One of my purposes with the blog is to help members of the Church better understand the Scouting program. The "Aims and Methods" are the basic ideas on which the program is run. You will notice that the aims of both Boy Scouting and Cub Scouting are in line with our goals for our children in the Church and as parents. In fact, Church leaders have told us that our main goal for boys this age is to prepare them for a mission. The Aims and Methods of Scouting meet that end.
In this article I will cover the Aims and Methods of Boy Scouting. Cub Scouting is slightly different, but is designed to prepare boys to be Boy Scouts. I will cover those in another article.
The Aims of Boy Scouting are:
Character Development - "A Scout is trustworthy, loyal, helpful, friendly, courteous, kind, obedient, cheerful, thrifty, brave, clean, and reverent." One of the things I think is a testament to the BSA is that in the anti-religion climate that seems to be growing in America, they have never taken, "do my duty to God," out of the Boy Scout or Cub Scout Promises. Boys are encouraged to understand and follow their religion, as well as develop the character traits listed in the Scout Law. How many youth organizations do you know of that can claim that (or would want to)?
Citizenship Training - To me, citizenship has two sides: knowing about and loving your country, and being a good neighbor. Scouting covers both. Boys learn about flag etiquette, history and government. Most importantly, though, they learn about service. Service hours are required for advancement in rank, and they are also required for some of the merit badges. As leaders and parents, we should be helping the boys understand that these service projects and hours are not just something to do because they have to for rank. Service should become part of life, something we look for opportunities to perform. That is one of the things the program is meant to teach. The original Scouting program was founded on the idea to, "Do a good turn daily," and that's still the attitude the boys should have. We should be preparing the boys to not just "go on a mission" but to serve a mission. One of most important parts of missionary work is service.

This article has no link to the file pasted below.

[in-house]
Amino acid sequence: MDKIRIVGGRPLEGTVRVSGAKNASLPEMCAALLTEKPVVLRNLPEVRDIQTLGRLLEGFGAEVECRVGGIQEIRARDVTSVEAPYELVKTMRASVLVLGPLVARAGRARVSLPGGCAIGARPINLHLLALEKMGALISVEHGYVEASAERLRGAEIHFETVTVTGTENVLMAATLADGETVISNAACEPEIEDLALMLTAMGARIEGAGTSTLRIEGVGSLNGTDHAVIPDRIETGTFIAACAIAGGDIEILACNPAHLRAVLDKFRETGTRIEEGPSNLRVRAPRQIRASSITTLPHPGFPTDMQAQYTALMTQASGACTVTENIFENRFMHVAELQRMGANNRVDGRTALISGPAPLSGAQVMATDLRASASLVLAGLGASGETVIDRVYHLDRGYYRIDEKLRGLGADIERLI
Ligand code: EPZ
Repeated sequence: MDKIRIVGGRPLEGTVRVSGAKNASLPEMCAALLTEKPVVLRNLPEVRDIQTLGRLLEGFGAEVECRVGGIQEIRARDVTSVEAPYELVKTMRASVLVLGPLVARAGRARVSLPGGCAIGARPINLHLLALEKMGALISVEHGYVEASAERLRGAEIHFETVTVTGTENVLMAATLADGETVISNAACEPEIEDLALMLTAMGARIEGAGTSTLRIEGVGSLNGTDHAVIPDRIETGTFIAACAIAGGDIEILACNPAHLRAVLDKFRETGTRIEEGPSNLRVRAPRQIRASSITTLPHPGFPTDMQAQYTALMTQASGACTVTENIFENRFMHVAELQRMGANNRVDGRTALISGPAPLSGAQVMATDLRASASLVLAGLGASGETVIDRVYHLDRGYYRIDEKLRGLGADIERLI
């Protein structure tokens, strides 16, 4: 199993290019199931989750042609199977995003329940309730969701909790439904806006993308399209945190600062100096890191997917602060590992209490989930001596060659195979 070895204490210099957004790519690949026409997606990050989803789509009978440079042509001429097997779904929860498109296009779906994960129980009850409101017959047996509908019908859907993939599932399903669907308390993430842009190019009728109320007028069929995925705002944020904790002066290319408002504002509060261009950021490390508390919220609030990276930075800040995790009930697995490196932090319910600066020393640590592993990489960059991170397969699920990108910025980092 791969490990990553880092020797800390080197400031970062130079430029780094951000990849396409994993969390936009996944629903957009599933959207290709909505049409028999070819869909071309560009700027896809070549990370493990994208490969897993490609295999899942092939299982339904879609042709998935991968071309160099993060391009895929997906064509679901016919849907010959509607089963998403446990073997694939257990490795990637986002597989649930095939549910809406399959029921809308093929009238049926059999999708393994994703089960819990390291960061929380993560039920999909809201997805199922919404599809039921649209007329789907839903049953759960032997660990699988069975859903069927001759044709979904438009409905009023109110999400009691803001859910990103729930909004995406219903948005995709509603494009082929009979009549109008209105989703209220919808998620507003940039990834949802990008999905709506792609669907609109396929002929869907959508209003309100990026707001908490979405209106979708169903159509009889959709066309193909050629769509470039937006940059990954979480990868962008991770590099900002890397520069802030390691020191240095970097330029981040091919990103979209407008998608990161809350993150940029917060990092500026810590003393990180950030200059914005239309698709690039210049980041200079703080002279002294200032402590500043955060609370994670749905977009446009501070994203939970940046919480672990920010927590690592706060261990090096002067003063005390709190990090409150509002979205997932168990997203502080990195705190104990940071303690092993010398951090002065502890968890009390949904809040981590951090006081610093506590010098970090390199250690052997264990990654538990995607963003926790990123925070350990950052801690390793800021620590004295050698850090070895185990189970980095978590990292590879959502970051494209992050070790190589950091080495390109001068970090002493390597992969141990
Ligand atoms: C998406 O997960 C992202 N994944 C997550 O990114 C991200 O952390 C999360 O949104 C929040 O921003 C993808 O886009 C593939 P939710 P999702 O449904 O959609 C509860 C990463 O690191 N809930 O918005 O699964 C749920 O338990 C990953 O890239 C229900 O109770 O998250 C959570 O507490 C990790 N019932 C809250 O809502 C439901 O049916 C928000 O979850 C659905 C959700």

Mental and Physical Fitness - This is something we all want for our children, especially in a time when we hear terms like "obesity epidemic" and "educational crisis" tossed around so often. Even in the gospel, the importance of intelligence (the one thing, besides your testimony, you can take with you to heaven) and physical fitness (Word of Wisdom) are stressed. These are also important qualities for missionaries to have. Your ability to share the gospel will be hampered if you aren't fit enough to walk or bike around town.
The Scouting program uses eight methods designed to meet these goals. This is a brief overview. We will cover many of these more thoroughly in future articles. I am going to list these in the order Bradley Harris uses - the acronym PAUL SOAP:
Patrol Method - This is one of the fundamental ideas of Boy Scouting, and so naturally it is one of the things that is most often misunderstood and misapplied. The patrol method puts the boys together in a group, or patrol, which they are expected to run through cooperation. In so doing, they learn many leadership and personal skills. The Scoutmaster should be there only as a background figure whose job is to help the boys succeed. According to Charles Dahlquist, there may be times when the Scoutmaster needs to take charge long enough to demonstrate to the boys what to do, but then he steps back and lets them take the lead once more.
Advancement - This is sometimes the only part of Scouting that we see. The Church puts a heavy emphasis on earning the Eagle, because it has been shown that a boy who earns the Eagle is more likely to accomplish a number of things, including going on a mission. However, we need to remember that this is one of the methods, not one of the aims. The purpose of the program is not to achieve as many advancements as possible. Rather, advancement, when applied correctly with the other methods, helps meet the goal of growing boys into men.